A couple of Prime Ministers ago the word ‘innovation’ was pushed into the public consciousness with the launch of the National Innovation and Science Agenda (NISA). With a lot of fanfare – driven by a $28 million, taxpayer-funded, advertising campaign – Australians were told about how we were going to create the industries of the future.
However, like the PM from that time, Australia’s innovation agenda seems to have largely disappeared without a trace.
While it was far from perfect, the NISA was at least a step in the right direction. And, based on the latest report on Australia’s place in the innovation stakes, it was a step that was, and still is, desperately required.
Recently, the results of Bloomberg’s 2020 ‘Innovation Index’ were described in an article on the Visual Capitalist website entitled “Ranked: The Most Innovative Economies in the World”.
The survey ranked 60 countries across seven criteria: R&D intensity, patent activity, tertiary efficiency, manufacturing value-added, productivity, high-tech density, and researcher concentration.
And out of the top 10 Australia ranked … (drum roll) …. nowhere! And out of the top 20 Australia ranked … (another drum roll) … dead last. At least we beat New Zealand which came in at 29.
But this is far from a stellar performance, given we are a developed nation with a strong record in fundamental science. Unfortunately, when it comes to taking applied science from the lab to the marketplace, we are clearly batting below our ability.
Of the seven Bloomberg criteria, Australia’s best performing metric was – wait for it – productivity! Given that Australia’s productivity growth has been running on empty since last century, this doesn’t say much about its performance against the other criteria.
One thing about Australia’s ranking in this latest innovation index – it’s consistent. In virtually every innovation ranking over the past decade, at least, Australia has consistently performed poorer than most – if not all – of its comparator developed countries.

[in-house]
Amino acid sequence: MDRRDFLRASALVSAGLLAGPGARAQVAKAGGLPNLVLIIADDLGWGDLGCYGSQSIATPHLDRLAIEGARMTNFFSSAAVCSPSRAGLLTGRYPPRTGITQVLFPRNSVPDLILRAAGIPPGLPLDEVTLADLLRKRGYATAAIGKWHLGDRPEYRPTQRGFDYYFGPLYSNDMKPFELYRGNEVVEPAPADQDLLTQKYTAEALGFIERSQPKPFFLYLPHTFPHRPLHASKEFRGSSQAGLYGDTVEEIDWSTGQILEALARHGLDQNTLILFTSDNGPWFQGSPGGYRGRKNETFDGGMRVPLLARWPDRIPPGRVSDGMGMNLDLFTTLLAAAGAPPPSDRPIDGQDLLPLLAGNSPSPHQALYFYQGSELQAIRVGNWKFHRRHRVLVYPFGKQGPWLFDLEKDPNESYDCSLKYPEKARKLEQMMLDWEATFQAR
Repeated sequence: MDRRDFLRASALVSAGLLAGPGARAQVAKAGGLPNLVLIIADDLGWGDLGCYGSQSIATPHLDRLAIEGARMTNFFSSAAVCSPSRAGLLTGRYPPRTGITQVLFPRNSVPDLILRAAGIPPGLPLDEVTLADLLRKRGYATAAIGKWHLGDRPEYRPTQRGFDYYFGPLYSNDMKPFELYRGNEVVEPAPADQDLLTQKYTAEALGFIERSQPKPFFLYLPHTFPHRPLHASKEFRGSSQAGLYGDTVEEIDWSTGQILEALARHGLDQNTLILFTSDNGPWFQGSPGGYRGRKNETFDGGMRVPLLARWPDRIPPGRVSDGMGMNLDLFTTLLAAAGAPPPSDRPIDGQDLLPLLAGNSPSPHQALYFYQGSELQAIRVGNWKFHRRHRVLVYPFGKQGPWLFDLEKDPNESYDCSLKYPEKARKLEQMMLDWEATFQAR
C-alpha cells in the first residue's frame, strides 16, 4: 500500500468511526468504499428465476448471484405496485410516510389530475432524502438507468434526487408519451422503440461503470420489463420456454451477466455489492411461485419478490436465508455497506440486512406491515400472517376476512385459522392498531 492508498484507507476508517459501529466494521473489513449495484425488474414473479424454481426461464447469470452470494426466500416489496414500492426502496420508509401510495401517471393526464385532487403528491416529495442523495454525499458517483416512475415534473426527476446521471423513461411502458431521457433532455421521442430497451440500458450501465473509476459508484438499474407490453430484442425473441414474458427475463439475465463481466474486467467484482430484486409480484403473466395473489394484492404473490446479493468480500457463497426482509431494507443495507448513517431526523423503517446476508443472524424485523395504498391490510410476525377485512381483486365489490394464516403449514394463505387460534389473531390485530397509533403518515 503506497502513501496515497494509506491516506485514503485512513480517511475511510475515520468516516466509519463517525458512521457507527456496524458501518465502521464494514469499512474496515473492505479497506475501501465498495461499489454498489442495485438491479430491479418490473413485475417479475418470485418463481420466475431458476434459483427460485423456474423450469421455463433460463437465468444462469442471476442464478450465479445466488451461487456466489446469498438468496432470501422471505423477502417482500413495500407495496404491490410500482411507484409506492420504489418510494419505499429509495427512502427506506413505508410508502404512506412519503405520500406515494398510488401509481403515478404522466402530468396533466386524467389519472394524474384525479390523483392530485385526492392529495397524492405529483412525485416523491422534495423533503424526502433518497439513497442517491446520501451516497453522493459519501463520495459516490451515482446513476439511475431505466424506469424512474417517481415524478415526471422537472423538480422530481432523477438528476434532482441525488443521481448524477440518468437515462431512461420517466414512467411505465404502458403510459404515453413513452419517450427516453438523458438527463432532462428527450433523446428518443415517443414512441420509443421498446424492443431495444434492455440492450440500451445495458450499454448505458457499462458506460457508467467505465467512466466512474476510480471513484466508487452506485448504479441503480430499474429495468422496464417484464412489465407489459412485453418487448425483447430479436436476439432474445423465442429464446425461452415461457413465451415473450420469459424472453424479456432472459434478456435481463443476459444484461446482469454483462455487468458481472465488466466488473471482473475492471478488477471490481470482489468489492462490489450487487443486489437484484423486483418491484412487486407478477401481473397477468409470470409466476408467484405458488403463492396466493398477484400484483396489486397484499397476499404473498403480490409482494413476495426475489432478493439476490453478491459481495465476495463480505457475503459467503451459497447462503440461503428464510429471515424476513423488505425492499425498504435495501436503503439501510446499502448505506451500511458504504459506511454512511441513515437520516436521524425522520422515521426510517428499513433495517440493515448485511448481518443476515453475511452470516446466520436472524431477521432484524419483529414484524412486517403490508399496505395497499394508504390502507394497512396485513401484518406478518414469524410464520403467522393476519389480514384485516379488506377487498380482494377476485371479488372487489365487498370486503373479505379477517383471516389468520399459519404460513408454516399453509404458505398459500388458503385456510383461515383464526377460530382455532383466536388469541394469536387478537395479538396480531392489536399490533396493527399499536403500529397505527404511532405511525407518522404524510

Where Australia has been anything but consistent is in its innovation-related public policy. The diminishment of NISA is one example. A more recent example is the federal government’s misguided attempt to introduce changes to the R&D tax incentive.
That’s because the R&D tax incentive is one of the few pieces of government policy that encourages business R&D and provides much needed support to R&D-based companies. It’s also one of the few pieces of innovation policy where Australia leads the world.
Long-term consistency of public policy is widely acknowledged as one of the keys to driving the desired outcome. In R&D intensive industries, particularly in life sciences where product development cycles are measured in decades, companies need to know that the investment rules won’t change after each election or change of leader.
But maintaining policy consistency is difficult in the Australian context. That is, thanks in good part, to a ridiculously short three-year political cycle, together with a lack of bipartisanship on matters of long-term national importance.
When a new government is elected, or a new leader appointed, the stamp of the new leadership is apparently more important than the value of existing policies and programs. Effective policies, like the R&D tax incentive, get lost, or at least tweaked, in the shuffle.
If we want to be a 21st century leader rather than an also-ran, the chop-and-change approach to daily politics must end.
In the absence of a fundamental change in attitude, we will continue to spin our wheels and waste time, talent and resources. And continue to languish at the bottom of the innovation league.